More than 10 years ago, the murder of a promising young woman shocked the University: On a cold December night, Suzanne Jovin ’99 was found stabbed on an East Rock street corner, baffling investigators and drawing eulogies in the form of letters and vigils. Administrators moved to calm an unsettled campus in the days that followed, as national media descended upon a shaken Yale.

It was not the first time a student had been slain. But students, faculty and staff hoped it would be the last.

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The killing of Annie Le GRD ’13 has reignited interest in the Jovin murder — a function of the eerie parallels that draw the two cases together, and the crucial differences that set them apart.

“The Suzanne Jovin incident was a terrible tragedy, but we did learn some lessons from it,” University President Richard Levin said in an interview Saturday, the day before Le’s body was discovered.

Both the Jovin murder and the Le slaying rocked the University community, provoking fear and uncertainty among students, faculty and staff. In each instance, law enforcement attempted to reassure the community, saying the murders were not random acts. But where Jovin’s case frustrated investigators from the start, the initial investigation into Le’s disappearance has followed a more promising path.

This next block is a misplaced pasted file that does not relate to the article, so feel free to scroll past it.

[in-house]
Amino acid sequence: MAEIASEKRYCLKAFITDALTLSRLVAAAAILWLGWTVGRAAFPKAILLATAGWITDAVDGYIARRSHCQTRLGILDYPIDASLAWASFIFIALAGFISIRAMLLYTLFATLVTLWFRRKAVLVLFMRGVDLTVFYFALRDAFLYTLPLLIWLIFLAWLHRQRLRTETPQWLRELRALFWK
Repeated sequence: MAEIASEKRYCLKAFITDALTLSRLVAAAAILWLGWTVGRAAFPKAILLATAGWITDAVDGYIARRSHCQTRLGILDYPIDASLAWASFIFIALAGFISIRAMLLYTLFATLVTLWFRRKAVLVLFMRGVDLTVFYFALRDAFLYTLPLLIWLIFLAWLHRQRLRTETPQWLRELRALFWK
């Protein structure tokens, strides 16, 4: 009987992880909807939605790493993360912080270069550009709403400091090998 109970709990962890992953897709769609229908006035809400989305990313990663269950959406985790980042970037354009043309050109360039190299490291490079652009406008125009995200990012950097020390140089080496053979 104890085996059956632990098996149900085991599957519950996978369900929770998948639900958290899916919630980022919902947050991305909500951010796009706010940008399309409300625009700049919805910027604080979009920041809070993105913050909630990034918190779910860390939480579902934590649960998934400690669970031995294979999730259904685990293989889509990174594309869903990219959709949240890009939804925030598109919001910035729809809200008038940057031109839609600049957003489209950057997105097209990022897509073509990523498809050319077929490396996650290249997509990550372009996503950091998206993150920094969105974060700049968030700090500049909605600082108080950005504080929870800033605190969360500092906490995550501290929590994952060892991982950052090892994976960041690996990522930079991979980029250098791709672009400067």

Just before 10 p.m. on the evening of Dec. 4, 1998, New Haven Police Department officers found Jovin’s body at the corner of East Rock and Edgehill roads. She had been stabbed 17 times.

The Jovin case was a homicide investigation from the start. Despite offers of help from a state forensics team and other law enforcement agencies, the NHPD continued to handle the case alone.

Evidence was mishandled: A bottle of Fresca was found at the crime scene but never submitted for DNA testing — an error that James Van de Velde, then a popular Yale lecturer and the only person ever named as a “person of interest” in the case, has continued to press law enforcement authorities to correct. No evidence has ever been found to link Van de Velde to the murder, and he is no longer a suspect.

“It remains unclear to me whether failure to perform these tests is due to apathy or indifference from the team now charged with the investigation,” Van de Velde, who advised Jovin’s senior thesis, said in an e-mail message Tuesday. “Either way, I find it shocking and indefensible.”

As of Tuesday night, investigators still had not submitted the bottle for testing, said John Mannion, a retired state police officer who heads a four-person team that reopened the Jovin case in 2007. Other evidence Jovin investigators have sent to the state forensics laboratory is still awaiting testing, Mannion said.

“It is an ongoing process with the State Police lab,” Mannion said. “We have made several requests and are waiting for them to come back with a report for the requests we have made.”